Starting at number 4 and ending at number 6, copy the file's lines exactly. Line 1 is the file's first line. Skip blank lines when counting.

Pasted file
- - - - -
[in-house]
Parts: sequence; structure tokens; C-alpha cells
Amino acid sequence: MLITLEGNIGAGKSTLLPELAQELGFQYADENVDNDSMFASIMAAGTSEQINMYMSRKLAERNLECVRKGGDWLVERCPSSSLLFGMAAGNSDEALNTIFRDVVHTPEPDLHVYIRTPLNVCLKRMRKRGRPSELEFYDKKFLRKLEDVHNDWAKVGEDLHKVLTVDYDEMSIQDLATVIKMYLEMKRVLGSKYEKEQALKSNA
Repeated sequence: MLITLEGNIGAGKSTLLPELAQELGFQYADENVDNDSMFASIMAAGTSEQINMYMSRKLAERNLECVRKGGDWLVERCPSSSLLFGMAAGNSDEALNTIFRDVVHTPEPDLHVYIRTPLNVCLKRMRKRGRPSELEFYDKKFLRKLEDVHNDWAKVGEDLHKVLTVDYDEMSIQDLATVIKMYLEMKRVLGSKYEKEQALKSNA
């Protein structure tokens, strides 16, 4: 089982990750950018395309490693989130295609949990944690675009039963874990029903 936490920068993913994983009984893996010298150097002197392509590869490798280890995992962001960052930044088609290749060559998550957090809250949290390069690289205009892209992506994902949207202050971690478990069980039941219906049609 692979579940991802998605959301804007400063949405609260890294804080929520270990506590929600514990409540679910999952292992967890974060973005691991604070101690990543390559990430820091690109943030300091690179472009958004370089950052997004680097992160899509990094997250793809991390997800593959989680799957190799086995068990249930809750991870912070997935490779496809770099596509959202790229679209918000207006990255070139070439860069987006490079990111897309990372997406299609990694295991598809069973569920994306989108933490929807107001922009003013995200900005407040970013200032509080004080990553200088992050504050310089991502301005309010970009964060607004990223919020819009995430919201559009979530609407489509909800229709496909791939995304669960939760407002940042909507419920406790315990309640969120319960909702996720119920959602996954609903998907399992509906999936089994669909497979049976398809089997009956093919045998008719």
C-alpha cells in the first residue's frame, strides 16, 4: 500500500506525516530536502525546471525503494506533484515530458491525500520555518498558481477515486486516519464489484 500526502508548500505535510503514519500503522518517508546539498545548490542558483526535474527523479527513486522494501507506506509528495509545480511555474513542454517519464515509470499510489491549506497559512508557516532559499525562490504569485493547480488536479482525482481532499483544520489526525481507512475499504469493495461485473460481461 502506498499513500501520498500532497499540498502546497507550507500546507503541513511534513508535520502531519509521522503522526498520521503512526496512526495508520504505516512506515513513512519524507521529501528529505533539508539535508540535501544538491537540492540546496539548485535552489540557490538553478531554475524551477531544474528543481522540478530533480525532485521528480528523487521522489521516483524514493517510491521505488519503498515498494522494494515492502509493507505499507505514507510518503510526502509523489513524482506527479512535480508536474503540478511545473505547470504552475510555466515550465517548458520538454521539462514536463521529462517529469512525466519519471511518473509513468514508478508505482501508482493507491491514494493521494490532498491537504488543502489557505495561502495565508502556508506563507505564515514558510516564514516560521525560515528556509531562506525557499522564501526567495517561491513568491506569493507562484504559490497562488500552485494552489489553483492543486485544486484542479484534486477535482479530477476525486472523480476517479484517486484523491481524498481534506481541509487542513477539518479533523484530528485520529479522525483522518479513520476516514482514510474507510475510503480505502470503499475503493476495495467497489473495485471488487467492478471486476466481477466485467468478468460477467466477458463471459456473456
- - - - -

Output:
Repeated sequence: MLITLEGNIGAGKSTLLPELAQELGFQYADENVDNDSMFASIMAAGTSEQINMYMSRKLAERNLECVRKGGDWLVERCPSSSLLFGMAAGNSDEALNTIFRDVVHTPEPDLHVYIRTPLNVCLKRMRKRGRPSELEFYDKKFLRKLEDVHNDWAKVGEDLHKVLTVDYDEMSIQDLATVIKMYLEMKRVLGSKYEKEQALKSNA
């Protein structure tokens, strides 16, 4: 089982990750950018395309490693989130295609949990944690675009039963874990029903 936490920068993913994983009984893996010298150097002197392509590869490798280890995992962001960052930044088609290749060559998550957090809250949290390069690289205009892209992506994902949207202050971690478990069980039941219906049609 692979579940991802998605959301804007400063949405609260890294804080929520270990506590929600514990409540679910999952292992967890974060973005691991604070101690990543390559990430820091690109943030300091690179472009958004370089950052997004680097992160899509990094997250793809991390997800593959989680799957190799086995068990249930809750991870912070997935490779496809770099596509959202790229679209918000207006990255070139070439860069987006490079990111897309990372997406299609990694295991598809069973569920994306989108933490929807107001922009003013995200900005407040970013200032509080004080990553200088992050504050310089991502301005309010970009964060607004990223919020819009995430919201559009979530609407489509909800229709496909791939995304669960939760407002940042909507419920406790315990309640969120319960909702996720119920959602996954609903998907399992509906999936089994669909497979049976398809089997009956093919045998008719």
C-alpha cells in the first residue's frame, strides 16, 4: 500500500506525516530536502525546471525503494506533484515530458491525500520555518498558481477515486486516519464489484 500526502508548500505535510503514519500503522518517508546539498545548490542558483526535474527523479527513486522494501507506506509528495509545480511555474513542454517519464515509470499510489491549506497559512508557516532559499525562490504569485493547480488536479482525482481532499483544520489526525481507512475499504469493495461485473460481461 502506498499513500501520498500532497499540498502546497507550507500546507503541513511534513508535520502531519509521522503522526498520521503512526496512526495508520504505516512506515513513512519524507521529501528529505533539508539535508540535501544538491537540492540546496539548485535552489540557490538553478531554475524551477531544474528543481522540478530533480525532485521528480528523487521522489521516483524514493517510491521505488519503498515498494522494494515492502509493507505499507505514507510518503510526502509523489513524482506527479512535480508536474503540478511545473505547470504552475510555466515550465517548458520538454521539462514536463521529462517529469512525466519519471511518473509513468514508478508505482501508482493507491491514494493521494490532498491537504488543502489557505495561502495565508502556508506563507505564515514558510516564514516560521525560515528556509531562506525557499522564501526567495517561491513568491506569493507562484504559490497562488500552485494552489489553483492543486485544486484542479484534486477535482479530477476525486472523480476517479484517486484523491481524498481534506481541509487542513477539518479533523484530528485520529479522525483522518479513520476516514482514510474507510475510503480505502470503499475503493476495495467497489473495485471488487467492478471486476466481477466485467468478468460477467466477458463471459456473456